The second in a two part series examining the strategic landscape for the remaining Embraer and Bombardier business aircraft units.
The 2008 global financial crisis brought with it a fundamental realignment for business aviation. It was also a particularly formative year for Embraer and Bombardier.
The Brazilian manufacturer was forging a bespoke business unit from scratch. Embraer unveiled plans for the aircraft that became the Legacy 450 and 500 (and now the Praetor 500 and 600) and it only delivered its first clean sheet business jet, the featherweight Phenom 100, at the close of that year. Embraer’s arrival on the scene delivered on its promise of disruption and arguably hastened the bankruptcies of both ailing Eclipse and Hawker Beechcraft.
In less than 15 years, Embraer went from a single converted regional jet to a full corporate jet product line at full speed. And along the way it was inventing new technologies to cross-pollinate its E-Jets and defense products. Executive aviation accounted for just 14% of revenue in 2008; it’s more than double that today.
For Bombardier, 2008 brought the launch of its C Series. The jet was intended as a new commercial pillar to stand alongside its high-revenue Global line. As the small and midsize jet market limped out of the recession, production of Global 5000s and 6000s boomed, fueled by Russian and Middle Eastern demand. For the most expensive years of spending on the C Series, cash from sales of its biggest business jets helped finance the commercial unit’s multi-billion dollar development, the ill-fated Learjet 85 and the secret work on the M170, eventually the Global 7500 — its response to the Gulfstream G650.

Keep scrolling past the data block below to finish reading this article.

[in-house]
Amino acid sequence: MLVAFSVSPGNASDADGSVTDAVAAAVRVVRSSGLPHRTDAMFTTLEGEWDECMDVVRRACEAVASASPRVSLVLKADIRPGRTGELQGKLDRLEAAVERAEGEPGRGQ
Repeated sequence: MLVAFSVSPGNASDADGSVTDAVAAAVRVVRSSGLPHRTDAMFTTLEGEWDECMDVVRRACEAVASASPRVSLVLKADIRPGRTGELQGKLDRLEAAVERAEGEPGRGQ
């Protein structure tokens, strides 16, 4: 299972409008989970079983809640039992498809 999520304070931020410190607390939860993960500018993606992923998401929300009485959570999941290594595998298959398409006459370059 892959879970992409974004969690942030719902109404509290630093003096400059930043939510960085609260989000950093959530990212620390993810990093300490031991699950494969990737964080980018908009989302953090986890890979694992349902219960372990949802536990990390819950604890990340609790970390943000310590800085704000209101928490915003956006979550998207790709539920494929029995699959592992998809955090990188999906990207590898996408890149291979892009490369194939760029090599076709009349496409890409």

According to one former senior Bombardier official, all the fixation on bolstering C Series sales paled in comparison to ensuring the Globals stayed strong (along with smaller Challenger 300s) to keep the lights on. And they did. From the overall industry peak in 2008, annual Global production grew another 57%, reaching 80 deliveries in 2014.
A decade later, the market needed around half as many airplanes as first anticipated and the value of those aircraft over the next decade has dropped from $280 billion in 2014 to $251 billion in 2018 with each successive 10 year estimate, according to Honeywell.
Fluctuating currencies and geopolitical headwinds remain in China and elsewhere, for example, but there are reasons to be optimistic. Corporate profits and stock market performance, bolstered by U.S. tax reform — key correlated indicators to business jet purchasing — are strong and a glut of used airplanes for sale is at record lows. Analysts see a market stabilizing in the U.S. and Europe, returning to regular growth.
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